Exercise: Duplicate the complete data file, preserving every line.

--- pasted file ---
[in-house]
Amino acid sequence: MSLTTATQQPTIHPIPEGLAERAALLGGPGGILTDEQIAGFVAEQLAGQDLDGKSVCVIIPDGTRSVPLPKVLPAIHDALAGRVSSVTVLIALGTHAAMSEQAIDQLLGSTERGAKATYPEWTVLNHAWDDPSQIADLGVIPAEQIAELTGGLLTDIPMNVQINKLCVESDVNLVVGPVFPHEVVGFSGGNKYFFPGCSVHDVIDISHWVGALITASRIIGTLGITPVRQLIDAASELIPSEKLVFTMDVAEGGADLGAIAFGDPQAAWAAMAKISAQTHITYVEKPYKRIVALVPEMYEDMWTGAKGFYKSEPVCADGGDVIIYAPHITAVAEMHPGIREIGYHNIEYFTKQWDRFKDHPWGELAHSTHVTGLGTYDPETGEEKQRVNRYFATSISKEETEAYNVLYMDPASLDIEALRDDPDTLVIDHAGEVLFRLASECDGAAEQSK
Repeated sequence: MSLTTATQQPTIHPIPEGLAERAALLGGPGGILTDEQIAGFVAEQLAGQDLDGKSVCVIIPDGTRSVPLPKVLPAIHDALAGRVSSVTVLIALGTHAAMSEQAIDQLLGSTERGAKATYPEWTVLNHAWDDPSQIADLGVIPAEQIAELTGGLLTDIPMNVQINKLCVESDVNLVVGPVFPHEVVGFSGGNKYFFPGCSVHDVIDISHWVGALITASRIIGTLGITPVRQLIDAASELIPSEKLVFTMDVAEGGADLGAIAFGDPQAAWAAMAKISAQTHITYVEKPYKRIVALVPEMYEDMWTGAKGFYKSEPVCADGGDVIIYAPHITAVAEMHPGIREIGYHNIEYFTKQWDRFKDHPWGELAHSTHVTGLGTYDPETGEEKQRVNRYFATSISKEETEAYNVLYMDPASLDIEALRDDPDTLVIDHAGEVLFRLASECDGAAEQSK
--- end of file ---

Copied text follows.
[in-house]
Amino acid sequence: MSLTTATQQPTIHPIPEGLAERAALLGGPGGILTDEQIAGFVAEQLAGQDLDGKSVCVIIPDGTRSVPLPKVLPAIHDALAGRVSSVTVLIALGTHAAMSEQAIDQLLGSTERGAKATYPEWTVLNHAWDDPSQIADLGVIPAEQIAELTGGLLTDIPMNVQINKLCVESDVNLVVGPVFPHEVVGFSGGNKYFFPGCSVHDVIDISHWVGALITASRIIGTLGITPVRQLIDAASELIPSEKLVFTMDVAEGGADLGAIAFGDPQAAWAAMAKISAQTHITYVEKPYKRIVALVPEMYEDMWTGAKGFYKSEPVCADGGDVIIYAPHITAVAEMHPGIREIGYHNIEYFTKQWDRFKDHPWGELAHSTHVTGLGTYDPETGEEKQRVNRYFATSISKEETEAYNVLYMDPASLDIEALRDDPDTLVIDHAGEVLFRLASECDGAAEQSK
Repeated sequence: MSLTTATQQPTIHPIPEGLAERAALLGGPGGILTDEQIAGFVAEQLAGQDLDGKSVCVIIPDGTRSVPLPKVLPAIHDALAGRVSSVTVLIALGTHAAMSEQAIDQLLGSTERGAKATYPEWTVLNHAWDDPSQIADLGVIPAEQIAELTGGLLTDIPMNVQINKLCVESDVNLVVGPVFPHEVVGFSGGNKYFFPGCSVHDVIDISHWVGALITASRIIGTLGITPVRQLIDAASELIPSEKLVFTMDVAEGGADLGAIAFGDPQAAWAAMAKISAQTHITYVEKPYKRIVALVPEMYEDMWTGAKGFYKSEPVCADGGDVIIYAPHITAVAEMHPGIREIGYHNIEYFTKQWDRFKDHPWGELAHSTHVTGLGTYDPETGEEKQRVNRYFATSISKEETEAYNVLYMDPASLDIEALRDDPDTLVIDHAGEVLFRLASECDGAAEQSK